Marolt: Skico gets X Games soot on its face
Auden Schendler says the darndest things.
He’s the vice president of environmental vices at Aspen Skiing Co. Scott Condon, of The Aspen Times, did a piece on the X Games’ carbon footprint that is actually an amalgamation of tracks from a fleet of insanely overpowered, blue-smoke-spewing snowmobiles across piles of snow made from scratch by mixing a good dose of local river water with electricity generated from trainloads of smoldering Pennsylvania coal — and the lights, sound, heated tents and panoply that make watching it enticing. Schendler basically said it wasn’t cool, but it wasn’t about to stop anyway.
He acknowledged that the negative impact from the X Games is huge. But, he said, it’s OK because it is critically important in defining what Aspen is. It is a major component in our branding. Part of this mea culpa also was to say Skico takes responsibility for “off-site impacts” of the games such as the global gaseous mess our visitors make traveling here via jets and cars, and jets. Did I mention jets?
If I were in your shoes reading between the lines instead of writing them, I would succinctly interpret this to mean it is OK to ignore environmentalism if you are either making money or enjoying life. I suppose this leaves it up to us to save the planet in our sleep. Remember to turn down the thermostats! Unless of course you need a comfortable slumber before work or play tomorrow.
I hope this means that Skico will now express more empathy for those who manufacture, say, Styrofoam cups, Kleenex and everything else. After all, these companies are just trying to make a buck, too.
Our collective natural response might be to say, “Wait a minute, hold on! Too much! Maybe not all companies trying to turn a profit peddling earth-unfriendly products should be allowed to stay in business.”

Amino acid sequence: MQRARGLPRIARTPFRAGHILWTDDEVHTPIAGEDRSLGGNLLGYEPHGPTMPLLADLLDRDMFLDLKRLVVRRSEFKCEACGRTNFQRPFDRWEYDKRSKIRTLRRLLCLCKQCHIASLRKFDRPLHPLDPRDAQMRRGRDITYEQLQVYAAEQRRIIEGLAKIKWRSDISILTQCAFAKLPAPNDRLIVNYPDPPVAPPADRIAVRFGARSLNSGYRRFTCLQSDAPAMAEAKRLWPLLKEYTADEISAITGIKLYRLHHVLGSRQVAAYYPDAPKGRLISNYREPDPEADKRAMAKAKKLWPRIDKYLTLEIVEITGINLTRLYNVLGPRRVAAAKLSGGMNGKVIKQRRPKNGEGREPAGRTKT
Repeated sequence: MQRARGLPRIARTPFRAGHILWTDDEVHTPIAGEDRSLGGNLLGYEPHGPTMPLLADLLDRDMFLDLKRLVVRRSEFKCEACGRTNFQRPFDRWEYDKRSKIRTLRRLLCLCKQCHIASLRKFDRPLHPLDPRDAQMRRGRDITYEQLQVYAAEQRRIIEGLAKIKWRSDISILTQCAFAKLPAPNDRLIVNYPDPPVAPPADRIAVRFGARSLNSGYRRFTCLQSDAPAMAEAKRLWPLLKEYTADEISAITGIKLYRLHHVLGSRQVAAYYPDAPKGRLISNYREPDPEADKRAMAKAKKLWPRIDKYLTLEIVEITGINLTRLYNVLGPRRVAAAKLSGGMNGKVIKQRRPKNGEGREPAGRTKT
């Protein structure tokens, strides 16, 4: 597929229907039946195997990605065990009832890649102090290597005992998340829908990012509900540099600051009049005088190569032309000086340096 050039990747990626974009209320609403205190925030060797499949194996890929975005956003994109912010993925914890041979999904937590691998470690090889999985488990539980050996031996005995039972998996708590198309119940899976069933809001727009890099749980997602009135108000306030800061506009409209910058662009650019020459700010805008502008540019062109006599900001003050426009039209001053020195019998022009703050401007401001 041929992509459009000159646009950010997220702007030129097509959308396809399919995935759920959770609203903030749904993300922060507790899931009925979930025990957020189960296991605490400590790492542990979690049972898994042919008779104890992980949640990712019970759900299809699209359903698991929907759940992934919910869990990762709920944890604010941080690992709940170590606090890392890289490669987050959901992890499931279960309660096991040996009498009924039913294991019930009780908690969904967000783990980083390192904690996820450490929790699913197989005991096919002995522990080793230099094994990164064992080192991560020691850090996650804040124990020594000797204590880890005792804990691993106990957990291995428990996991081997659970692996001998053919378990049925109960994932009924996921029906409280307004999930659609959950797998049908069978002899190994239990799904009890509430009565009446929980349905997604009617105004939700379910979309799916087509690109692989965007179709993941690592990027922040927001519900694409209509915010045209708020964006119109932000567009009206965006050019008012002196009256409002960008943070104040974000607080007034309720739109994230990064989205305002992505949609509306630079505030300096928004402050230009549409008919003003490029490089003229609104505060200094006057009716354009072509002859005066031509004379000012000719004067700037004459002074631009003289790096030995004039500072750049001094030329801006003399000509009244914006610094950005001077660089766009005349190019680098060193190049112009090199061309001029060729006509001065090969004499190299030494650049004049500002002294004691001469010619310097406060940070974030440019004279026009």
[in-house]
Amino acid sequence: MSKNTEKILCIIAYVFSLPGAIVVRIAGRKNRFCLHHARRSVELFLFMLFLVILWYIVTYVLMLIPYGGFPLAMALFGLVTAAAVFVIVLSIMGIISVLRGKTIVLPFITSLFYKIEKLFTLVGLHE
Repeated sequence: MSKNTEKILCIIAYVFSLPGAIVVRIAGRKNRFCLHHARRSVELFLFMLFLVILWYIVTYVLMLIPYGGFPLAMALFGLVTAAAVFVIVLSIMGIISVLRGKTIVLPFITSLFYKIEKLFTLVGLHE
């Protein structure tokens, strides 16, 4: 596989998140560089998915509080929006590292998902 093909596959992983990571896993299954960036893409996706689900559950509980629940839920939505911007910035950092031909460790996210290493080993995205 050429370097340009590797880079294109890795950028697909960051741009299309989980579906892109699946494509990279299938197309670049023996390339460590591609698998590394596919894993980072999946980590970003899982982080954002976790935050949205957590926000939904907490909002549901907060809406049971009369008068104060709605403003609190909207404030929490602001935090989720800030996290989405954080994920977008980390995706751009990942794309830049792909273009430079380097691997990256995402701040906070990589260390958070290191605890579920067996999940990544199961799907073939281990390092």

Now we begin to slide down the slippery slope without an edge.
Suppose we decide that 6,000-pound luxury SUVs with leather seats and 700-horsepower, buttery-smooth V-12s are so hazardous to the air we breathe that they shouldn’t be allowed on the road anymore.
Uh oh — now there are some moguls we have to negotiate.
Did you remember that Aspen is the 6,000-pound luxury SUV of ski areas? It’s true. No frills A-Basin is more like the Prius. Now, what if all those people in the Cadillac factory point their would-be-unemployed middle fingers at us and say, “Well, then there should be no Aspens, either!” What will our argument be? The truth is probably that there is more overall demand for both Styrofoam cups and Escalades, these products are more important to our nation’s GDP and they might, honestly, be no worse for the environment than we are. We have no case!
Schendler’s words remind us that deciding which environmentally damaging activities must be eliminated is not a meritocracy but a popularity contest. Activities are snuffed not based on how detrimental they might be to the environment but only when they become more offensive than desirable. It’s not rocket science or any other kind of science. It’s emotion. In that regard, glamour works for Aspen and the 3-ton Escalade. Sex appeal is a shield. I’m not sure that works for the Styrofoam cup.
As long as there are people like you and I who desire to live, work, play and vacation in places like Aspen and enjoy the quiet handling of a Cadillac, these products are safe. The votes are in, and even though only a minuscule number of the world’s population cast a vote, it is enough to carry the day, every day, the billions of times a decision that affects the environment arises.
Don’t get me wrong. I agree with Schendler’s assessment of this global catastrophe that really isn’t, because what he actually said is that life causes climate change, but nobody expects us to stop living, because that’s what we do. We are excused to make ourselves, our loved ones and our friends comfortable and happy for the short period of time we, our children, our grandchildren and any person who will ever be able to trace their DNA to us will spend on this planet. It boils down to this: Take life as it comes, be productive and play, and don’t throw trash out the car window because everyone knows that’s bad. Or this: God, grant me the serenity to accept the things I cannot change, the courage to change the things I can and the wisdom to know the difference.
Roger Marolt has been around long enough to remember when Skico believed it was doing the environment a favor. Contact him at firstname.lastname@example.org.
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